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Does the American flag of unity represent cultural diversity?

Written By Kenneth Brooks on 03-04-2014 | in Government, Democracy, Critical Thinking, Freedom,

Courts ruled schools could ban students? American flag displays during Cinco de Mayo because of threats of violence. This is an absurdity of some people's reasoning about American cultural diversity. Some students in the United States celebrating a historic event of foreign, ancestor culture threaten violence to other students displaying the American flag that symbolizes protected freedom of expression.

During May 5, 2010, Oak High School of Morgan Hill Unified School District allowed a Cinco de Mayo celebration on campus. Some students of Mexican descent threatened violence against students displaying the American flag that day. Based on those threats, school officials directed students to remove or hide clothing displaying the flag. They excused students from attendance that refused to hide or remove the flag from their clothes.

The students sued in Federal District Court for violation of their First Amendment rights of free speech and for equal protection. The Federal Court ruled in favor of Morgan Hill school officials and so did a panel of U.S. Ninth Circuit Court of Appeals. The Appellate Court reasoned that schools have authority to suppress speech to protect students from threats of violence or to prevent disruption of school programs. This court decision was a perverted application of law. It supported the denial of American students' free speech displays of patriotism while allowing the group threatening violence to display the Mexican flag and complete their Cinco de Mayo celebration.

Perhaps Oak High School officials could have used this occasion as an education event if the illogical beliefs of cultural diversity did not obstruct reasoning. American Cultural diversity presumes distinct inherited ethnic groups differences in important areas of morality, intellect, and human rights. Prejudices of skin color, race, religion, and nationality are the foundation for cultural group identities. Those identities energized by prejudiced-charged emotions convince many Americans that cultural diversity is a zero-sum game-each group advances its interests at the expense of another group. (That is, "White" students' display of the American flag belittles the Mexican Cinco de Mayo celebration." "Schools advance black and Asian cultural interests over white-race interests when they reduce European history and literature in the k-12 curriculum." "Improving Black-labeled students' English Language ability diminishes their African-American culture.")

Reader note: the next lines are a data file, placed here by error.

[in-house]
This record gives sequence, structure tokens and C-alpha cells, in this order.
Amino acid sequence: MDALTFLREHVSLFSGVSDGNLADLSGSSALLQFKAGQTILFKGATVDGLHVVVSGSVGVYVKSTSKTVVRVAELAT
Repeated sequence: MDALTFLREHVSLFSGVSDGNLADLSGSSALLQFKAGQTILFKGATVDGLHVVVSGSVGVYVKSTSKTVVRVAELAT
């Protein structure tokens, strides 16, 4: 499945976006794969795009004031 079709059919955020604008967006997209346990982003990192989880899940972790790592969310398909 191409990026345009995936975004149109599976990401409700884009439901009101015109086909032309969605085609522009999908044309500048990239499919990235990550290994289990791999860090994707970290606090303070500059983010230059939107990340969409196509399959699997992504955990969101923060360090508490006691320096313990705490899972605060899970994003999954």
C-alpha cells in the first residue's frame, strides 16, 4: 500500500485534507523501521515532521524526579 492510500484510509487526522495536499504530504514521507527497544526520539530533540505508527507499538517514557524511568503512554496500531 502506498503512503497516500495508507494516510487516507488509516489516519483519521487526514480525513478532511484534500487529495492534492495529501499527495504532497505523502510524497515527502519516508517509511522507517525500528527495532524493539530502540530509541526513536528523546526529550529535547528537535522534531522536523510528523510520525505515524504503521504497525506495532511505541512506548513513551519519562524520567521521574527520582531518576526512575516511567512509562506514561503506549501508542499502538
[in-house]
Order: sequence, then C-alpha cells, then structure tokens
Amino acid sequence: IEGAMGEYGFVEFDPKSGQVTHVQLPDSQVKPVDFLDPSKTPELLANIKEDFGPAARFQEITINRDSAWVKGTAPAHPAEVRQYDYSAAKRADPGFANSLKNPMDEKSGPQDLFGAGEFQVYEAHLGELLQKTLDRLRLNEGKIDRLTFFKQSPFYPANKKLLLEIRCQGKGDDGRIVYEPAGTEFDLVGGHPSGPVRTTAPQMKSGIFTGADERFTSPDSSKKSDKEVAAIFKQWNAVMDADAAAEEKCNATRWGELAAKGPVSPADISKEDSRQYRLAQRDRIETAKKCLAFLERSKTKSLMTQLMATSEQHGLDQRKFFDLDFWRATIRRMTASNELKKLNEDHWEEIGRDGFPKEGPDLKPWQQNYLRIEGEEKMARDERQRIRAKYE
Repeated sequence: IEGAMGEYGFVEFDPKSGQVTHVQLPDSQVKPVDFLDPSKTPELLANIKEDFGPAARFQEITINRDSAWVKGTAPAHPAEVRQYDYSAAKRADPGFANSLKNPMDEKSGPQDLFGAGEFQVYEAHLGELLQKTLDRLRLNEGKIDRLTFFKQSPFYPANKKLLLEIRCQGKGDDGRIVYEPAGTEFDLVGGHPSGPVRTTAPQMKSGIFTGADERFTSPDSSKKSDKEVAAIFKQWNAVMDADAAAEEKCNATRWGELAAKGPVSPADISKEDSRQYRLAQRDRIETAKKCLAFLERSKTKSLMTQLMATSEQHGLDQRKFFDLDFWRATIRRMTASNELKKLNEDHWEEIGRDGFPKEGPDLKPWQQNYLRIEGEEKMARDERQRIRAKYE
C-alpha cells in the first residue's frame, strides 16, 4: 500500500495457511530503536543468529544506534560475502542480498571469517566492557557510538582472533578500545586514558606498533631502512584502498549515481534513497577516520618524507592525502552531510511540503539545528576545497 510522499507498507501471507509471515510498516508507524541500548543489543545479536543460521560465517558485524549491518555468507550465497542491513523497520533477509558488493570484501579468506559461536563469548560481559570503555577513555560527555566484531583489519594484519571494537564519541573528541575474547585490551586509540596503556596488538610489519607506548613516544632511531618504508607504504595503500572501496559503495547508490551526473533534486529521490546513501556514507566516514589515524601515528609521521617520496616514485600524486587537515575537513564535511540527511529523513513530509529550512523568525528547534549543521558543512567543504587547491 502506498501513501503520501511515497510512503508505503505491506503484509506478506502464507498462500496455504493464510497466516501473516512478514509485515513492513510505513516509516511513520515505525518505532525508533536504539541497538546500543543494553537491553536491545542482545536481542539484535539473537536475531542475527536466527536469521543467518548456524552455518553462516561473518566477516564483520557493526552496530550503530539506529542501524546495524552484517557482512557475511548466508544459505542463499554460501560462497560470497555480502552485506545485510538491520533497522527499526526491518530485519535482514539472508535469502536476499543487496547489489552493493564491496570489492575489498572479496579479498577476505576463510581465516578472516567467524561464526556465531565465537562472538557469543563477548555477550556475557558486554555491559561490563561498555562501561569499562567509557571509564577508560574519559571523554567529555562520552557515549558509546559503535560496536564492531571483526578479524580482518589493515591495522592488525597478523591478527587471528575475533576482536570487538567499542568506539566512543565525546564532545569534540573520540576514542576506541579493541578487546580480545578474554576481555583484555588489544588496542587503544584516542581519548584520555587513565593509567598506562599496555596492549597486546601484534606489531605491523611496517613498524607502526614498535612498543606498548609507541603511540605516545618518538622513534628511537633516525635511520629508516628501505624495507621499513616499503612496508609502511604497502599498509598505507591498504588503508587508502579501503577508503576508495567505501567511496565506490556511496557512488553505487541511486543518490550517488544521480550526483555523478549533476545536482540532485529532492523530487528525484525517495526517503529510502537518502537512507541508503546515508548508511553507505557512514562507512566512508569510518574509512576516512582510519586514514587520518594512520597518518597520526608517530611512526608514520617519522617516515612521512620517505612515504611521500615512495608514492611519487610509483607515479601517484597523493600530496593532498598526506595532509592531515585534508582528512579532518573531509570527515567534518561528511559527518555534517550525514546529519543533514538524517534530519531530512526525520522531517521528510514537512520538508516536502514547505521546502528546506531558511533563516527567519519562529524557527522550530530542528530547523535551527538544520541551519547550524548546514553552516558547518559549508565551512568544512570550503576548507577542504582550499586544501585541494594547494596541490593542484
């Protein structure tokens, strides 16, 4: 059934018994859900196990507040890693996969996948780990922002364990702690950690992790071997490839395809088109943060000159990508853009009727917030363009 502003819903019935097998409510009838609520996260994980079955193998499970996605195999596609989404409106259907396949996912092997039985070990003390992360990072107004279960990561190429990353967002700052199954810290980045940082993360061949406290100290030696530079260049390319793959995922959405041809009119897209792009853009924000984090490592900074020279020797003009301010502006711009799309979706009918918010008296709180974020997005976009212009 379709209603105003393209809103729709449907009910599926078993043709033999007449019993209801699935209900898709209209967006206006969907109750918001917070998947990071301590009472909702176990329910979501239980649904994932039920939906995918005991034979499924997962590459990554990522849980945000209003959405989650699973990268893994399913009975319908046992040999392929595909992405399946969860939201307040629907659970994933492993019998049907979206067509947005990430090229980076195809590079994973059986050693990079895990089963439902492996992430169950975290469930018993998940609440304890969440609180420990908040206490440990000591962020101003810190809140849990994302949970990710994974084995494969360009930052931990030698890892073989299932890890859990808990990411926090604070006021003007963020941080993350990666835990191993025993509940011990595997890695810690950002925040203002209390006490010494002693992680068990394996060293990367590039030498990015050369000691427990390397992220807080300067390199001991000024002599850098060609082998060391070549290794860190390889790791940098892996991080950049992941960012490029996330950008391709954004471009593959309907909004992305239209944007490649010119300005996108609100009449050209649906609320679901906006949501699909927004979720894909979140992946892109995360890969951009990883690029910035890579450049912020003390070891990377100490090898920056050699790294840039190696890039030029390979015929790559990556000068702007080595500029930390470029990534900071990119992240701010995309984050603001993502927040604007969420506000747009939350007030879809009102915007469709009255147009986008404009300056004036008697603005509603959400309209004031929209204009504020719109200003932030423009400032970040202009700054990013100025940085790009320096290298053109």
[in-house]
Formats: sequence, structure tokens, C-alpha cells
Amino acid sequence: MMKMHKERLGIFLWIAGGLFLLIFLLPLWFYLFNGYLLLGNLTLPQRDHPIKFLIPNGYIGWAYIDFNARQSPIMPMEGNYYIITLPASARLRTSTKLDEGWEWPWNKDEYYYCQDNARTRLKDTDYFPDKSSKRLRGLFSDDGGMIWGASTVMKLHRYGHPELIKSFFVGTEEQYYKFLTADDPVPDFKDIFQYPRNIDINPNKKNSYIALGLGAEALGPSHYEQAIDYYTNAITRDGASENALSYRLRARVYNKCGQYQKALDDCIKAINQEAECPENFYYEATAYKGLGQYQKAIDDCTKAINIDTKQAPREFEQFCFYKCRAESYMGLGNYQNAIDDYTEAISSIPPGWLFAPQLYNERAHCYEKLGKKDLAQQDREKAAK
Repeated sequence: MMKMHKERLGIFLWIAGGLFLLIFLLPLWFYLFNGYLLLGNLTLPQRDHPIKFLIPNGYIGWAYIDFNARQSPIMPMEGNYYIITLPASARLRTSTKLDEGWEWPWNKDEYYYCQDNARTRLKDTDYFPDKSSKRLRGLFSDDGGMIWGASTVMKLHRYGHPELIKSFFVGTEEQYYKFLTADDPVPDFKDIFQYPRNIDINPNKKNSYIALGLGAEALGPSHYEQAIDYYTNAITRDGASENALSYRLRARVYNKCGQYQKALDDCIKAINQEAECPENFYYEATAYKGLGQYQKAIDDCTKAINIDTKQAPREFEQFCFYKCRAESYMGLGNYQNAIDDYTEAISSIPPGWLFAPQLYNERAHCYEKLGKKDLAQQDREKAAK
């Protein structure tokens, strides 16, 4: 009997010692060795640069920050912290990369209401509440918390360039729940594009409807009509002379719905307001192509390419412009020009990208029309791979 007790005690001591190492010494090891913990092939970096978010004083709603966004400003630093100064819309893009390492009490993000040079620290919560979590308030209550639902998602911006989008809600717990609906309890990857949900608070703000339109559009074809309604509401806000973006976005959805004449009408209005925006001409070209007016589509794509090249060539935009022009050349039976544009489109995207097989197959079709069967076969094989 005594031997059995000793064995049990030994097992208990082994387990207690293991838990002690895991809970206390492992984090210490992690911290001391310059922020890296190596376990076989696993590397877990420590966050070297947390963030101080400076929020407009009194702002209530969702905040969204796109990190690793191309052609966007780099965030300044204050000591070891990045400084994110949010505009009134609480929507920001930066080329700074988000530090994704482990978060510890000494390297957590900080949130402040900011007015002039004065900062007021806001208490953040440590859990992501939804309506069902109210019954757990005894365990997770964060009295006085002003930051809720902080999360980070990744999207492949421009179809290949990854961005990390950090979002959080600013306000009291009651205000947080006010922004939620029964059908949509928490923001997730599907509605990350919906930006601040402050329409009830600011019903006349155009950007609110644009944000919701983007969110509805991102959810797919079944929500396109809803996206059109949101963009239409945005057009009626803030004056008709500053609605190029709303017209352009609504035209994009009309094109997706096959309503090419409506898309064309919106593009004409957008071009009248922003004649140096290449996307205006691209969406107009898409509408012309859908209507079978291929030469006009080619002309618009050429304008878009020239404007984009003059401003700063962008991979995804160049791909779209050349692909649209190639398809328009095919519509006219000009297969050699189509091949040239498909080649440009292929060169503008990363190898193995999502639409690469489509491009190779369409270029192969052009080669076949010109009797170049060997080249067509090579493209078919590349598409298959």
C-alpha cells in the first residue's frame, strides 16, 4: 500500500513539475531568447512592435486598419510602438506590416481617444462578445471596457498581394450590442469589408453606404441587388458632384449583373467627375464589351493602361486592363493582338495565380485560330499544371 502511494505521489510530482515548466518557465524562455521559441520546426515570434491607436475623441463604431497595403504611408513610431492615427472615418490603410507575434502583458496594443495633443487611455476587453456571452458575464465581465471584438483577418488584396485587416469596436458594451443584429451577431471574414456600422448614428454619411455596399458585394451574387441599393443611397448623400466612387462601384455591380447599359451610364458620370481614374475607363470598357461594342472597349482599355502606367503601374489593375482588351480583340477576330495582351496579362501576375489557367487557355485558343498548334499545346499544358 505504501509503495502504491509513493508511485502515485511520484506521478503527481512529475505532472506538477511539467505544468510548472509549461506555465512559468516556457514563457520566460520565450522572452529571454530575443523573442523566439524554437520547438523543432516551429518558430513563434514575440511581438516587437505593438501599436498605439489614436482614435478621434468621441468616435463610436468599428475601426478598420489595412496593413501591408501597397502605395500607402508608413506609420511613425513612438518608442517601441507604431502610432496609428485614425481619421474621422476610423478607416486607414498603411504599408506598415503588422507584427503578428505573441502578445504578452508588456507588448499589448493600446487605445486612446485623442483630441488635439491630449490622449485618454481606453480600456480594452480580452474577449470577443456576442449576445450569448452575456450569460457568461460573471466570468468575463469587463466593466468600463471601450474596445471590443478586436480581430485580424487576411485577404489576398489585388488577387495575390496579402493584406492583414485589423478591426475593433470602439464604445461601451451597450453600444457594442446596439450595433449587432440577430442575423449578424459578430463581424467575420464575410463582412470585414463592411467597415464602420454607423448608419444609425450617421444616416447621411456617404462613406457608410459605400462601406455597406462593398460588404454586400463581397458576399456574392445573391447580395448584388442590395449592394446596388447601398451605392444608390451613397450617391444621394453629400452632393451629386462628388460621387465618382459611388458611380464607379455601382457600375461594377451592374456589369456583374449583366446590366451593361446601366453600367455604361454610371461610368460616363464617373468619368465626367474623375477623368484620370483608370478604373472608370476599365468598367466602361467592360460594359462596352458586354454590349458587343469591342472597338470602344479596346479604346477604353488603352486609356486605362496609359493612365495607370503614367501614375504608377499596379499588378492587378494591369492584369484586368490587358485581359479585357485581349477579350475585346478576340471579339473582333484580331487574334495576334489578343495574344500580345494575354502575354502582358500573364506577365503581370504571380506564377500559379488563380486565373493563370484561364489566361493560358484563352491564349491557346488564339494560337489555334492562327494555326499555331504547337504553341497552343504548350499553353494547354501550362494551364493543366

Commonsense, should alert Americans the disputes over the worth of inherited cultures is unproductive of young Americans' duty to advance a common American culture. The direction immigration flow indicates how people value culture no matter the wistful claims of cultural equality. Americans or their ancestors voted the United States their preferred culture when they emigrated from their ancestral lands and culture.

Life is a relay for survival and not a static picture for admiration of ancestor achievement. Therefore, descendants celebrating past great cultures of the African, Asian, and European continents that no longer are dominant only highlight those cultures' lack of persistence. Alternatively, it highlights the failure of descendants to advance the baton. Ideas of cultural diversity set the United States on that same destructive track.

School officials had the duty to remind students of the patriotic purpose for displaying the American flag. On May 5, 2010, some students celebrated Cinco de Mayo by trying to force other students to remove displays of the American flag from their clothing. This same day, ten thousands American military members displayed the American flag on their combat outfit while at war in Afghanistan defending freedoms of Americans. Many of those military members were Americans of Mexican descent. The display of the American flag on the caskets of deceased military members is the nation's tribute to them.